Monday 25 June 2012 12:40
The US has initiated legislation to stop the import of counterfeit ICs into the country.
“For years, counterfeiters have used crude techniques to turn old electronic
components into counterfeit semiconductor chips,” says Brian Toohey, CEO of the SIA, “dangerous counterfeits are re-labelled for sale to international brokers and can end up in a wide range of technologies, including automotive brake systems, medical devices such as defibrillators, and military equipment such as missiles, navigation systems and jets. Counterfeit semiconductors are a ticking time bomb and pose serious risks to our armed forces personnel, citizens, critical infrastructure and military operations across the United States and the world.”
“In the past, SIA member companies worked with U.S. Customs and Border Protection (CBP) to intercept counterfeit semiconductors at U.S. ports of entry,” adds Toohey, “CBP would send the semiconductor company associated with the trademark photographs of suspected counterfeits, and the company’s technical experts would expeditiously help determine whether the products in question were legitimate or counterfeit. This process was highly effective. Unfortunately, in 2008 CBP instituted a policy that restricted semiconductor companies’ access to such photographs of identifying information on suspect counterfeit chips, making it extremely difficult, if not impossible, for CBP or industry representatives to stop counterfeit semiconductors before they enter the U.S.”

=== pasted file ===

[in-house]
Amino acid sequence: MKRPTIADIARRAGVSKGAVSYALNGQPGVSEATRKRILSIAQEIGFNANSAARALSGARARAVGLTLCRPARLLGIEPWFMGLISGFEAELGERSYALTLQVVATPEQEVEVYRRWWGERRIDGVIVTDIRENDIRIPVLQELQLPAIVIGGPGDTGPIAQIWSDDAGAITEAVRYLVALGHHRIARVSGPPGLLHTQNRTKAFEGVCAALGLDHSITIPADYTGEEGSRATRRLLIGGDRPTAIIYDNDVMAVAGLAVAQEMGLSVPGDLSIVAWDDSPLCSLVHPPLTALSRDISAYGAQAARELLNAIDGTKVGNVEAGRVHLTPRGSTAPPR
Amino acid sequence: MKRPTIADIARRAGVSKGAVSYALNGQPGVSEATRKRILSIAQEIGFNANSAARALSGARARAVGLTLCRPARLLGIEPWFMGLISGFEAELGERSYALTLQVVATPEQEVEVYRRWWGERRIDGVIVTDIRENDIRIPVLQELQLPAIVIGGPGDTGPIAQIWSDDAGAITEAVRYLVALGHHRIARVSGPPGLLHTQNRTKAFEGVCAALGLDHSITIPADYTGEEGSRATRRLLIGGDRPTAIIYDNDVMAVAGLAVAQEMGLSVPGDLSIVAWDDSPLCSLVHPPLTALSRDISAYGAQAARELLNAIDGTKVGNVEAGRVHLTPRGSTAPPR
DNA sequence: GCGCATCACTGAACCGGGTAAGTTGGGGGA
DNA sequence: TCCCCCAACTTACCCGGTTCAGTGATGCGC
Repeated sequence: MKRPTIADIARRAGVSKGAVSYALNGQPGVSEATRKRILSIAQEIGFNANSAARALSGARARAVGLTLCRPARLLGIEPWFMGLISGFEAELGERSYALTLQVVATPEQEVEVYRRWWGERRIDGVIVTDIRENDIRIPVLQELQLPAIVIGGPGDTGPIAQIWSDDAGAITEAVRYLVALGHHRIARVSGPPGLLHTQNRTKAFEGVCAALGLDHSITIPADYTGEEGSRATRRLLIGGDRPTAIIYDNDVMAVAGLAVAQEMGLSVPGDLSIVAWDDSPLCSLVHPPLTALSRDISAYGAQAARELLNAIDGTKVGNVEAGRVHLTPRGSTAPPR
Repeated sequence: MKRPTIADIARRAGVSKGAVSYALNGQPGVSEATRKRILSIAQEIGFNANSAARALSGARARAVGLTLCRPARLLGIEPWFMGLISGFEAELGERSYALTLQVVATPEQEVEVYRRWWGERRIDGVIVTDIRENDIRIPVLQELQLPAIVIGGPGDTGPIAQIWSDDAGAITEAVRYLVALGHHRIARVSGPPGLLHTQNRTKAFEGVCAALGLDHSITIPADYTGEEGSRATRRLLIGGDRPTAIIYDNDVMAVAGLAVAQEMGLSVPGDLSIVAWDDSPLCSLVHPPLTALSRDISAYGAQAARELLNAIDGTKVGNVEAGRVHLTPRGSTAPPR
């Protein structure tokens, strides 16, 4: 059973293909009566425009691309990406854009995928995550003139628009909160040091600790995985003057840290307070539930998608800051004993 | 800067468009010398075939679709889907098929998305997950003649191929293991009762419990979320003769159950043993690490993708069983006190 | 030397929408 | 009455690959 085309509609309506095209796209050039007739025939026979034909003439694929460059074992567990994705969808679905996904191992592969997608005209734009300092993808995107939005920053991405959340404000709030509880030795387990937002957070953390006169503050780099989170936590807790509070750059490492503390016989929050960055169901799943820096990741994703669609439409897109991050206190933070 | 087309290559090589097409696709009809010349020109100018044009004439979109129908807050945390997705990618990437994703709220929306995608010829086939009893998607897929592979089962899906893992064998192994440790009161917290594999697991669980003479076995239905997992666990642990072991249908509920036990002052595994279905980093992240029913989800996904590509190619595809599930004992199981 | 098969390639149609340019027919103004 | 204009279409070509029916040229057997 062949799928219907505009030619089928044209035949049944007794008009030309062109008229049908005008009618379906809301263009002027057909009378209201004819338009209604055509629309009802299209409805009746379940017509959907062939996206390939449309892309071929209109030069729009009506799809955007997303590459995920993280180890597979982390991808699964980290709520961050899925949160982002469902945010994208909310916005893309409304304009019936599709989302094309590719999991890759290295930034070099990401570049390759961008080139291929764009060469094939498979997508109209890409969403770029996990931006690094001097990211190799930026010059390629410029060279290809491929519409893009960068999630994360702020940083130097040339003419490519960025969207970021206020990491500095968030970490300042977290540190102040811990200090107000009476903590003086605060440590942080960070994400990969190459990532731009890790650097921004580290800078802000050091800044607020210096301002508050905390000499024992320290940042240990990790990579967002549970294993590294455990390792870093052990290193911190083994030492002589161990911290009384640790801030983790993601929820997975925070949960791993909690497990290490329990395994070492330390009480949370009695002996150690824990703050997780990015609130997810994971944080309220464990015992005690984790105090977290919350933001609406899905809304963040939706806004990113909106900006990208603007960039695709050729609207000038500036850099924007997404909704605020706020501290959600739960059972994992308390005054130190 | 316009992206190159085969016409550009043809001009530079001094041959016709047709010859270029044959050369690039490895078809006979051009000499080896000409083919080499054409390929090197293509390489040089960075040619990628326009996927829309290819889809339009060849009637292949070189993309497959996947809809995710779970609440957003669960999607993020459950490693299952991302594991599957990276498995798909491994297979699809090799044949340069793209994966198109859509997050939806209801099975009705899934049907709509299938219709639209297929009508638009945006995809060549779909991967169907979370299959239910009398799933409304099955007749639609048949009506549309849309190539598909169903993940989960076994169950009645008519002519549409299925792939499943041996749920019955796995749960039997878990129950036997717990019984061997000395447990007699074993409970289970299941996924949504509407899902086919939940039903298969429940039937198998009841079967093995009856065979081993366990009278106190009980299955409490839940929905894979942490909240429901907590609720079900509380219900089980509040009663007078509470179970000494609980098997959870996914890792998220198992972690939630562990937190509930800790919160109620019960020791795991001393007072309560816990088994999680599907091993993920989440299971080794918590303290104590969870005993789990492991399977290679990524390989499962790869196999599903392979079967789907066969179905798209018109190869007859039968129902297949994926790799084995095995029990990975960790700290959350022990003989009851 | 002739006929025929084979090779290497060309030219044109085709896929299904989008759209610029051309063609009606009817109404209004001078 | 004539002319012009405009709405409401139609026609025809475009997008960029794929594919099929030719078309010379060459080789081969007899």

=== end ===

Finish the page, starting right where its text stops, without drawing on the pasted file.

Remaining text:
“The legislation introduced yesterday would reverse the CBP policy and allow semiconductor companies to receive photographs that show identifying information on suspected counterfeit chips to determine their authenticity,” continues Toohey, “this legislation would allow CBP and industry to resume working together in order to halt and seize suspected counterfeit semiconductors before they enter the U.S. supply chains.”
“SIA applauds the strong bipartisan support for this bill and similar initiatives in both the House and Senate,” concludes Toohey, “regardless of the legislative vehicle, these common sense proposals urgently need to be enacted to stop dangerous counterfeits at the border.”